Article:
Whether great days are ahead will be determined on the field, not the front office, but that fivesome projects as more dynamic than that 2019 group, the most stable of Falvey's six-year tenure in charge of the Twins roster. Jose Berrios was traded away; Jake Odorizzi, Michael Pineda, Martin Perez and Kyle Gibson departed as free agents; and the Twins, with Falvey as pitching-trafficker-in-chief, embarked on a roster renovation that mostly utilized the team's in-house talent stockpile as currency, not solution.

In fact, only five pitchers drafted by current management have started a game for the Twins, and only Bailey Ober, a 12th-round pickup in 2017, seems assured of a role in 2023.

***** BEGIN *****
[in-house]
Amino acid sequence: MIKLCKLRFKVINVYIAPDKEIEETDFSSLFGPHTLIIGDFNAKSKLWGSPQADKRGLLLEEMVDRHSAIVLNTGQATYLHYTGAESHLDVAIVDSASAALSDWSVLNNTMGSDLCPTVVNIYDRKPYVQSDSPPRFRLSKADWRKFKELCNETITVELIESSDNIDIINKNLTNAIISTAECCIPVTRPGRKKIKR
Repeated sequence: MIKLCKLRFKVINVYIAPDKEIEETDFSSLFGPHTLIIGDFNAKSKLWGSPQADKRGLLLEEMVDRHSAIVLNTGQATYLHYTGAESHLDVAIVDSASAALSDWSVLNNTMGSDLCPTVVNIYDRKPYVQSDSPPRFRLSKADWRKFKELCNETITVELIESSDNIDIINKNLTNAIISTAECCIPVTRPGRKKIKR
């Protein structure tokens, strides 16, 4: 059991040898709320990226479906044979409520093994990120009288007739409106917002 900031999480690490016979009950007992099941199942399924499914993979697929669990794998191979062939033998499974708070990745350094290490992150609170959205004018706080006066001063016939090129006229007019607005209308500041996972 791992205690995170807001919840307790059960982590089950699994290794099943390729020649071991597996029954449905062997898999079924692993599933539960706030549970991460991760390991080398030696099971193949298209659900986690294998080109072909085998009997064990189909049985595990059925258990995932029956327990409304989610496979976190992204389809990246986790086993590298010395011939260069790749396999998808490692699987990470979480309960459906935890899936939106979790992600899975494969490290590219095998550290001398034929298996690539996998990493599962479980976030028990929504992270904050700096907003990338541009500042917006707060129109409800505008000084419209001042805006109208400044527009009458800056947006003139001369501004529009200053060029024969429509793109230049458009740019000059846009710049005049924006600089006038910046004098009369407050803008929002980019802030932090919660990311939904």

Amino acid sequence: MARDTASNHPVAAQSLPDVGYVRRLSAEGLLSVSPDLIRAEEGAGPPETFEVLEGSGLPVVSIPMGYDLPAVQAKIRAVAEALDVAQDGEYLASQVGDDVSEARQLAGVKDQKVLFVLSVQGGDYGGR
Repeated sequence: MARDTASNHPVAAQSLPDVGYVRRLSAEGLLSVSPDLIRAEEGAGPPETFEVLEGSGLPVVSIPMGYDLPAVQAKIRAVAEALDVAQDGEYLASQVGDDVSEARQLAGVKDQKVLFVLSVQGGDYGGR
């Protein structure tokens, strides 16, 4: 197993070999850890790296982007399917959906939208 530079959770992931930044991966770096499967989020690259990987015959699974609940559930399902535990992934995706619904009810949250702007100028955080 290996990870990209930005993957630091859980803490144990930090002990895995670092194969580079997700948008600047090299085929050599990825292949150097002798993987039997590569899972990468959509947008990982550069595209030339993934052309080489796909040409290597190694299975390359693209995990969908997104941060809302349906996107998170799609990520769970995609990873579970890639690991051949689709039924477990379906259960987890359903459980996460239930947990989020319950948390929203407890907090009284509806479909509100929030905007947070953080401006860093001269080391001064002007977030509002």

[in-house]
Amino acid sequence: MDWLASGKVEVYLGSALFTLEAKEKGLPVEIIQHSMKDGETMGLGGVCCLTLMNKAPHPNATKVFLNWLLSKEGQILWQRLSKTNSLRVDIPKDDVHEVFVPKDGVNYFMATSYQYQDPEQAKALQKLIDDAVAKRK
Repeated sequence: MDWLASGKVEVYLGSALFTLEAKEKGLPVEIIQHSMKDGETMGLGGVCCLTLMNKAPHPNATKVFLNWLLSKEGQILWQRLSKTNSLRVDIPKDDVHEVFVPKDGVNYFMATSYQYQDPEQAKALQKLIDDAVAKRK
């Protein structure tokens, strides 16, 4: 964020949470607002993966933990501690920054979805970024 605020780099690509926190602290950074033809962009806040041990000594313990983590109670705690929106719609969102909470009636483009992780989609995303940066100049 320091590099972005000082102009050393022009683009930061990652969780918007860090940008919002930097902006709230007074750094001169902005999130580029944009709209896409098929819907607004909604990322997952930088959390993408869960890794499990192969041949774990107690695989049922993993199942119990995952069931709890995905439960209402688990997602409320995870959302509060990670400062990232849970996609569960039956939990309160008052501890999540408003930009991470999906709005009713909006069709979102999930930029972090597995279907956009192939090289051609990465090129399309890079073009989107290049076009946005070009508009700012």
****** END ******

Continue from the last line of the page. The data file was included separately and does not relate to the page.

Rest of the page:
Falvey came to Minnesota with a reputation burnished by his involvement in building Cleveland's pennant-winning pitching staff, mostly from within. So is he surprised, alarmed, or discouraged that he has had to rely so heavily on trades — or free agency, with far less success — rather than the Twins' draft-and-develop philosophy?

Nope, nope and nope.

"I don't care where they come from," Falvey said. "We need really good starters and we need really good pitchers. Some of those are going to be free-agent signings, some of those are going to be trades, and some of those will also hopefully be from development. But the goal here is to continue to deepen the starting rotation and pitching staff however we can do it."